Newspapers Reporting the Declaration of Independence
Newspapers on both sides of the Atlantic printed reports of reactions to news of the Declaration of Independence. Here are three samples, describing the announcements at three different locations: New York City, Trenton, and Richmond.
New York City, July 11
(Published in "The Newcastle Weekly Courant" in Newcastle upon Tyne, England, September 28, 1776)
On Wednesday last the Congress's Declaration of Independence of the United States of America was read at the head of each brigade of the Continental army posted in and near New York, and every where received with loud huzzas, and the utmost demonstrations of joy.
The same evening the equestrian statue of George III, which tory pride and folly raised in the year 1770, was by the sons of freedom, laid prostrate in the dirt; the just desert of an ingrateful tyrant. The lead where with this monument was made, is to be run into bullets....
Trenton [New Jersey], July 8
(Published in "Dunlap and Claypoole's American Daily Advertiser" in Philadelphia, Pennsylvania, July 15, 1776)
The declaration of Independence was this day proclaimed here, together with the new constitution of the colony of late, established, and the resolve of the Provincial Congress for continuing the administration of jubilee during the interim.
The members of the Provincial Congress, the gentlemen of the Committee, the officers and privates of the Militia under arms and a large concourse of the inhabitants attended on this great and solemn occasion. The declaration and other proceedings were received with load acclamations.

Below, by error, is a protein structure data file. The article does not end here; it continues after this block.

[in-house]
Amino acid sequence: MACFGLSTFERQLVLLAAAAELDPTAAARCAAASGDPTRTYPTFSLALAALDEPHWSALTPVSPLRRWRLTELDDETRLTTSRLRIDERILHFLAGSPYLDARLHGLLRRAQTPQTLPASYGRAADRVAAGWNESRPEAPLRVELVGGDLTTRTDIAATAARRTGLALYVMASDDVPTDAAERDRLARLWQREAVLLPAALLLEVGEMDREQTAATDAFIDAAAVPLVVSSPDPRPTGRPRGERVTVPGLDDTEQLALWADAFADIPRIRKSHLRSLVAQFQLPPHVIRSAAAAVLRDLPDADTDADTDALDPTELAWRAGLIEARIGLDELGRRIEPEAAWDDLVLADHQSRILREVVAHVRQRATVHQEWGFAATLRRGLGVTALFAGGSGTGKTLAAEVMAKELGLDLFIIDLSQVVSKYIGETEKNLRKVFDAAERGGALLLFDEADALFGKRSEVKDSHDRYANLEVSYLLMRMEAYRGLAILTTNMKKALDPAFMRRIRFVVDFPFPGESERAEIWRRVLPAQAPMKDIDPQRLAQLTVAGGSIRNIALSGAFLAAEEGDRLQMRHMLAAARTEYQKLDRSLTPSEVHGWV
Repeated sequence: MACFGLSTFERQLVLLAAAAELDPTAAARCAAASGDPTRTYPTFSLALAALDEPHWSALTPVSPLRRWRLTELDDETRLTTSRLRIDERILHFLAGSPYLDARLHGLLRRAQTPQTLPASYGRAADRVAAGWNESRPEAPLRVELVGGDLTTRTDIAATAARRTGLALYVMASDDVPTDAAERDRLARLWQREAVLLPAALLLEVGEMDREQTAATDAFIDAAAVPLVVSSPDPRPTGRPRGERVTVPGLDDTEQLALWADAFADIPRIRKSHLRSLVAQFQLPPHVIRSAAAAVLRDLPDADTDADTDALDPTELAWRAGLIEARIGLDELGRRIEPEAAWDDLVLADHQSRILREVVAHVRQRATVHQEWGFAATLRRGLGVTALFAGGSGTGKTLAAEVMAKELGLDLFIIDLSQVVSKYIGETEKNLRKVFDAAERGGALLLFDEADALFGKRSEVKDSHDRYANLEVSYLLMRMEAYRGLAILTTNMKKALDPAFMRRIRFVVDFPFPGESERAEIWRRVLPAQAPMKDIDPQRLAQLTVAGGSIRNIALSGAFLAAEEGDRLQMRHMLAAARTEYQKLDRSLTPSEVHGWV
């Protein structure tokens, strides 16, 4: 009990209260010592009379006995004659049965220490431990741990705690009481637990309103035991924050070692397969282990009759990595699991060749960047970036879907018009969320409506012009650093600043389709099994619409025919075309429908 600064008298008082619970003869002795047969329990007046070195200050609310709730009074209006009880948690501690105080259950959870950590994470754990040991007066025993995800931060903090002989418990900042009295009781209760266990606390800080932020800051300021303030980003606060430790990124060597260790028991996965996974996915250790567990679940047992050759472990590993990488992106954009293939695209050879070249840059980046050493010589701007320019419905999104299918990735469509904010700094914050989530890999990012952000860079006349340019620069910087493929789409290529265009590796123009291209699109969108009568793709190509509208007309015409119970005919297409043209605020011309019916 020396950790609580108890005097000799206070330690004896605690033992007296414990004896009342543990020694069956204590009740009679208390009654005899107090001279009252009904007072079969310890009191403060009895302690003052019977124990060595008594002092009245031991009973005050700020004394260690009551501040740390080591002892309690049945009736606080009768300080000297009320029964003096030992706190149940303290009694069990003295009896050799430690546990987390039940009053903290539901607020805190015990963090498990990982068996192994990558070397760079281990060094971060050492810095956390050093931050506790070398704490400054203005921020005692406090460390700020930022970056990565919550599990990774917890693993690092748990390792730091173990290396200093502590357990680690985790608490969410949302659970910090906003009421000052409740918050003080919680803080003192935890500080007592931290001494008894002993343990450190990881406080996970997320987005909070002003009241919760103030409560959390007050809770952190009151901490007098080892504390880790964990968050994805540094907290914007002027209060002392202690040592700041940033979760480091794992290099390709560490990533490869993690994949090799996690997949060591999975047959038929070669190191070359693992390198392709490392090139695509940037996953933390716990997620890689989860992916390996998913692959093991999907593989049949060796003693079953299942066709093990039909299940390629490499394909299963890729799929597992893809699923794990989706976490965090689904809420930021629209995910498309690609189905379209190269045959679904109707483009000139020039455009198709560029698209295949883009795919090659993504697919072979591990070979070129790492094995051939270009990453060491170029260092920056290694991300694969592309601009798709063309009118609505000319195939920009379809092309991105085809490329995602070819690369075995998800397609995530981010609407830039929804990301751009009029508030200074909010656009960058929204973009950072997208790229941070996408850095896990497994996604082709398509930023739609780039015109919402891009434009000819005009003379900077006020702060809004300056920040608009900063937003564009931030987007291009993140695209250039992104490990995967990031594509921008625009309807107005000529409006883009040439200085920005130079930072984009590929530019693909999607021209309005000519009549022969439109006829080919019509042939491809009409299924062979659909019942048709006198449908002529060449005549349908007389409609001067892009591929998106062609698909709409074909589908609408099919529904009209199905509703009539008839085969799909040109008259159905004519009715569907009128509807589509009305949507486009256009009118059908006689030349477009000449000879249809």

The people are now convinced of what we ought long since to have known, that our enemies have left us no middle way between perfect freedom and abject slavery.
In the Field we hope, as well as in Council, the inhabitants of New Jersey will be found ever ready to support the Freedom and Independence of America.
Richmond, Virginia, August 5
(Published in "The Virginia Gazette" in Williamsburg, Virginia, August 10, 1776)
On Monday last, being court day, the DECLARATION OF INDEPENDENCE was publicly proclaimed in the town of Richmond, before a large concourse of respectable freeholders of Henrico county, and upwards of 200 militia, who assembled on that grand occasion. It was recieved with universal shouts of joy, and re-echoed by three vollies of small arms. The same evening the town was illuminated, and the members of the committee held a club, when many patriotic toasts were drank. Although there were near 1000 people present, the whole was conducted with the utmost decorum, and the satisfaction visible in every countenance sufficiently evinces their determination to support it with their lives and fortunes.